Parking Your Dinghy Is Never a Problem

Moor your dinghy on an outhaul and have a stress-free time ashore

While cruising aboard Starship, our Islander 36, we often found dinghy dock facilities to be lacking or nonexistent. Sometimes a dock or wall would pose a threat, with exposed rebar or sharp fittings threatening to poke a hole in our inflatable. Other times there would be a large swell running that could potentially plunge our dinghy up and down several feet under a dock or against some other solid structure.

To cope with these kinds of situations, we decided to adopt a variation of a mooring technique we’d seen Mexican fishermen use. To moor their pangas, these men set permanent buoys off the beach and run continuous outhaul lines from the buoys to stakes set on shore. This allows them to haul the boats onto the beach for loading and unloading, and then safely pull them back out into deeper water when they’re finished.

You can achieve a similar result you’ll need a dinghy anchor and rode with appropriate scope, about 70 feet of line spliced or knotted into a continuous outhaul loop, a carabineer or similar piece of hardware, and a mesh bag in which to stow your outhaul line and anchor rode. For our rig, we use a 10lb mushroom anchor that sets on 10ft of chain plus 60ft of polypropylene rode. Your outhaul line, of course, can be longer than 70 feet if you want to moor your tender farther away from whatever it is you’re tying off to.

Preparation and Execution

To set your temporary outhaul mooring smoothly, you need to first make sure all your lines are free to run before you approach the shore, and then attach one end of your continuous outhaul line to a strong point near the bow of your dinghy and the other end to a strong point at the stern. After that, attach the carabineer clip to the end of your anchor rode and hook it onto the outhaul line near where you tied it off to your stern. Finally, shove the outhaul line into your mesh bag, followed by your anchor rode so that both are free to run.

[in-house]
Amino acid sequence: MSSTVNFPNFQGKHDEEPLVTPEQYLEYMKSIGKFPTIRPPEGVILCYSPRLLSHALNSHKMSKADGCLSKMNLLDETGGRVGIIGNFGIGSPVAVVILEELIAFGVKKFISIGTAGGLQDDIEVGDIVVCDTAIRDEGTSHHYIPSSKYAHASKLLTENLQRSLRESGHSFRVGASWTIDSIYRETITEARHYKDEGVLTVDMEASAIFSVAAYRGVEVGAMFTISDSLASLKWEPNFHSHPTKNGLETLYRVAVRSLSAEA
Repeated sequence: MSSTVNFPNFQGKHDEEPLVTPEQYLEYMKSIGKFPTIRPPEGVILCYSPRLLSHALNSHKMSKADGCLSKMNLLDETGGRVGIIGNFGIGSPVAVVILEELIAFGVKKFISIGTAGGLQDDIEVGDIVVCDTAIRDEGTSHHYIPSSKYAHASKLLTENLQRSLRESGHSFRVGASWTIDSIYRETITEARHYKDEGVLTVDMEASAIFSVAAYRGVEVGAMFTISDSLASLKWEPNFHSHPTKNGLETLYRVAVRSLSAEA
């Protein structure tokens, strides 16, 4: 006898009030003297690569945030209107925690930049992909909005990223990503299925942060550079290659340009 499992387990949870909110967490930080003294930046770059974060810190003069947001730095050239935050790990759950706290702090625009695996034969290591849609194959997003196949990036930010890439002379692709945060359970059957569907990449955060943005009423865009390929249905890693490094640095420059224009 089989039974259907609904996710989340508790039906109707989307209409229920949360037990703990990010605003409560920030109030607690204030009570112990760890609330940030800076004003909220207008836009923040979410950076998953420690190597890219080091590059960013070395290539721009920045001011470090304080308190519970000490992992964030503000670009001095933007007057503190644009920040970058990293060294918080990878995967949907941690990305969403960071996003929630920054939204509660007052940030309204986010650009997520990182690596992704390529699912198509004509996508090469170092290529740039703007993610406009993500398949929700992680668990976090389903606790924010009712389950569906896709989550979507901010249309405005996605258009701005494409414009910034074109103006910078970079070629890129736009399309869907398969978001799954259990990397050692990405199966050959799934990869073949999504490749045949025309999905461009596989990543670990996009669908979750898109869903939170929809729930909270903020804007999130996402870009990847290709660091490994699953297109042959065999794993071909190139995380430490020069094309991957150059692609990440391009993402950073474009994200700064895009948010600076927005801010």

Now you are ready to approach the dock or shore. As you come in, throw out your anchor in a spot that will allow you to reach the end of the rode about where you want your dinghy to be moored. Generally, you want this to be the total length of your continuous outhaul line divided by two, minus 10 feet for handling and tying off. In our case, that works out to around 25 feet away from the dock.

In our experience, it is best to err on the side of setting the anchor too close to the dock. You can always tie a knot in the rode at the appropriate distance away and connect your carabineer and outhaul line there instead. By comparison, if you set your anchor too far out, you will need to go out and reset it closer in.

After throwing your anchor over the side, proceed toward the dock or shore while feeding out the anchor rode, followed by the outhaul line, from the storage bag. Once you reach shore, hop out with the outhaul line in your hand and pull on the end of the line running through the carabineer clip back to the bow of the dinghy until it’s tight against its clip and safely above the anchor.

Finally, tie off the outhaul line and walk away knowing your dinghy is safely moored and out of reach of any sharp objects.

We used this technique with great success in French Polynesia. At one island where a large swell was reaping havoc, we were the only boat that was able to send our entire crew ashore. Others had to leave someone aboard to ferry people back and forth, and the hard dinghy of one friend was badly cracked when the swell crushed it under the dock. As word spread, the other new boats in the area made a point of avoiding this particular anchorage due to its challenging dinghy-docking situation. What a shame to miss out on an otherwise spectacular spot because of “dinghy anxiety.”